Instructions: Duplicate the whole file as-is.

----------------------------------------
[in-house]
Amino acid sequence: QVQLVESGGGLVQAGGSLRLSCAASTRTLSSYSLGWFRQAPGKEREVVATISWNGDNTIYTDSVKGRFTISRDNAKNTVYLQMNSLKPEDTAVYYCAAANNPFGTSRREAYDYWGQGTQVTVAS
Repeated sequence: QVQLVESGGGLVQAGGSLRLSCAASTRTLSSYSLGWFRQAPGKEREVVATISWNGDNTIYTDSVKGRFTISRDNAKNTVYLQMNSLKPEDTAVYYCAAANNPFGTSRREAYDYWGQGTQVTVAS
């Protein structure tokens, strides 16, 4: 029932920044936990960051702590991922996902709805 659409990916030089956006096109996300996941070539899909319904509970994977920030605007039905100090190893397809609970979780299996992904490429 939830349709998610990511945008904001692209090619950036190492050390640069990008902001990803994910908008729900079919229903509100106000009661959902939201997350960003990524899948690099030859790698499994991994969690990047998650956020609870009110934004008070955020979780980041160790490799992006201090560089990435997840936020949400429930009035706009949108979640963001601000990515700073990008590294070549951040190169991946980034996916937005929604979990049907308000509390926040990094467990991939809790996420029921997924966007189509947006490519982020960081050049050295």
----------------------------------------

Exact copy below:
[in-house]
Amino acid sequence: QVQLVESGGGLVQAGGSLRLSCAASTRTLSSYSLGWFRQAPGKEREVVATISWNGDNTIYTDSVKGRFTISRDNAKNTVYLQMNSLKPEDTAVYYCAAANNPFGTSRREAYDYWGQGTQVTVAS
Repeated sequence: QVQLVESGGGLVQAGGSLRLSCAASTRTLSSYSLGWFRQAPGKEREVVATISWNGDNTIYTDSVKGRFTISRDNAKNTVYLQMNSLKPEDTAVYYCAAANNPFGTSRREAYDYWGQGTQVTVAS
């Protein structure tokens, strides 16, 4: 029932920044936990960051702590991922996902709805 659409990916030089956006096109996300996941070539899909319904509970994977920030605007039905100090190893397809609970979780299996992904490429 939830349709998610990511945008904001692209090619950036190492050390640069990008902001990803994910908008729900079919229903509100106000009661959902939201997350960003990524899948690099030859790698499994991994969690990047998650956020609870009110934004008070955020979780980041160790490799992006201090560089990435997840936020949400429930009035706009949108979640963001601000990515700073990008590294070549951040190169991946980034996916937005929604979990049907308000509390926040990094467990991939809790996420029921997924966007189509947006490519982020960081050049050295």